7. High-Grade Keratinizing Dysplasia

Cells with high-grade cytological features, similar to those found in CIS, occupy the lower two-thirds of the

FIGURE 4.7 Low-grade dysplasia (mild to moderate).

FIGURE 4.9 Moderate dysplasia. Dysplastic cells, including forms with giant and multinucleated nuclei, are limited to the lower two-thirds of the epithelium. Progressive and orderly maturation occurs in the superficial layers.

mucosa; mitoses are frequent, including abnormal ones. Abnormal maturation is highlighted by the occurrence of single cell keratinization or keratin pearl formation within the epithelium rather than at its luminal surface. However, in contrast to "classic" CIS, the uppermost component of the epithelium shows a prominent keratinized layer (Figs. 4.17-4.22).

8. Carcinoma in Situ

Cells with frankly malignant cytological features occupy the whole thickness of the epithelium; squamous differentiation is entirely absent. Abnormal cells have the cytological hallmarks of malignancy, including a high N/C ratio, prominent single or multiple nucleoli, nuclear hyper-chromasia, and pleomorphism. Mitotic figures, including

FIGURE 4.8 Low-grade dysplasia. Dysplastic cells are limited predominantly to the lower third of the epithelium. Progressive and orderly maturation occurs in the parabasal and superficial layers.

FIGURE 4.13 Nonkeratinizing severe dysplasia. Abnormal cells occupy the full thickness of the epithelium. Minimal differentiation is preserved as parakeratotic squames in the surface of the epithelium.

FIGURE 4.10 Moderate dysplasia. Accumulation of abnormal cells is limited to the lower two-thirds of the mucosal thickness.

atypical ones, are frequent and extend throughout the entire mucosa, including its upper third. By definition, the changes are limited to the epithelium and stromal invasion is absent (Figs. 4.23^1.25).

B. Histological Classification

Microscopic grading of preneoplastic lesions of the UADT is of paramount importance biologically and clinically, as the probability of malignant progression into invasive cancer of these lesions is dictated by their grade. This correlation, which is discussed more extensively later, highlights the importance of obtaining a biopsy of all suspect lesions and the priority to be given to microscopic over clinical examination.

The grading system, as described by the WHO [10,11], follows criteria similar to those accepted for other organs,

FIGURE 4.1 1 Moderate dysplasia. Superficial maturation is evident as a layer of spindle-shaped, parakeratotic squames, arranged parallel to the basement membrane.

FIGURE 4.1 2 Low-grade dysplasia (mild to moderate). Abnormal cells occupy the lower two-thirds of the mucosa. Cytological atypia s minimal.

particularly the cervix uteri [12]. Cervical preneoplastic lesions have been studied extensively and have represented for years a standard histological model of squamous preneoplastic lesions. Thus the grading criteria applied to the cervix have been extended to all other squamous

FIGURE 4.13 Nonkeratinizing severe dysplasia. Abnormal cells occupy the full thickness of the epithelium. Minimal differentiation is preserved as parakeratotic squames in the surface of the epithelium.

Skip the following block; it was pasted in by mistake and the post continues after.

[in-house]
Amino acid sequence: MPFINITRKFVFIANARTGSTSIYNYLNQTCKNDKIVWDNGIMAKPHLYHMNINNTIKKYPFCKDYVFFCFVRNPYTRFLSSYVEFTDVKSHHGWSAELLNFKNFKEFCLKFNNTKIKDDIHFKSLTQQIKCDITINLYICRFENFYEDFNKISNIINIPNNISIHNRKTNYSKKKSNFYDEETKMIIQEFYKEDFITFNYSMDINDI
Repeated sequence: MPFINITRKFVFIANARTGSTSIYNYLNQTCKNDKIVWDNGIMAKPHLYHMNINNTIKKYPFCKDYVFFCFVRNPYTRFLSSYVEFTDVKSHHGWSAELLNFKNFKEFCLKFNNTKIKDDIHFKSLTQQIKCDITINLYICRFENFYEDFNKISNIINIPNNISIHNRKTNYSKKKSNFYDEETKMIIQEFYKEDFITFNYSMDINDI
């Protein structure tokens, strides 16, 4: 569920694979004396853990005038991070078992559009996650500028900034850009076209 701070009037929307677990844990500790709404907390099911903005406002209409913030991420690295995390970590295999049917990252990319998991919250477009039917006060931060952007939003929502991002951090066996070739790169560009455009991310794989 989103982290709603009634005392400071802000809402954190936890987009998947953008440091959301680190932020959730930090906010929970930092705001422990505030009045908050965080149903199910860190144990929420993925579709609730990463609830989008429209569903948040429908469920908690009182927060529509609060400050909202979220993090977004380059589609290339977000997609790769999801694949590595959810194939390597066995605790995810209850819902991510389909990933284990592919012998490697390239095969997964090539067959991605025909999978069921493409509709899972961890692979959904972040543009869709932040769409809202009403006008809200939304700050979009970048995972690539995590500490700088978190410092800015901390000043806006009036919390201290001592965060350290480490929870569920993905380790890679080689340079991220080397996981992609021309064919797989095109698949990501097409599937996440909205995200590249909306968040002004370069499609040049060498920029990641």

4. Preneoplastic Lesions

FIGURE 4.14 Nonkeratinizing severe dysplasia.

FIGURE 4.16 Nonkeratinizing severe dysplasia. Dysplastic cells occupy more than two-thirds of the thickness of the epithelium; however, keratinization is observed in the most superficial portions of the epithelium.

preneoplastic lesions, including those of the UADT. This grading system relies on the extent of distribution of the abnormal cells within the epithelium. These are limited to the lower third of the epithelium in mild dysplasia, extend to about two-thirds in moderate dysplasia, and to more than two-thirds of the epithelium in severe dysplasia. The difference between severe dysplasia and CIS is that abnormal cells in CIS have higher grade and frankly malignant cytological features. In addition, in CIS they involve the entire epithelium, including its most apical component and thus a complete lack of maturation/differentiation is present. Lesser grade cytological features and some maturation, however, characterize severe dysplasia [10,11]. Several authors have stressed that the etiopathogenetic factors associated with dysplasia and squamous cancer of the upper aerodigestive tract (i.e., alcohol and smoking) and cervix (HPV infection) are different [13]. Furthermore, it has been pointed out that UADT dysplastic lesions may show unique morphological features not seen in cervical dysplasia. Namely, superficial maturation may be seen in association with high-grade cytological features in the lower third or two-thirds of the mucosa. Thus, the mere application of criteria used for the cervix to the UADT preneoplastic lesions would result in an underassessment of their grade [14,15], Two main classification schemes in alternative to the WHO system have been proposed [13,16-19], They are both characterized by an emphasis on cytological features rather than the relative ratio

FIGURE 4.15 Nonkeratinizing severe dysplasia. Dysplastic cells occupy the full thickness of the epithelium. Differentiation is preserved focally as a thin layer of parakeratotic, strongly eosinophilic squames on the surface of the epithelium.

FIGURE 4.1 7 High-grade (severe) keratinizing dysplasia. Maturation is preserved, as keratinization occurs focally; however, this is associated with marked cytological atypia.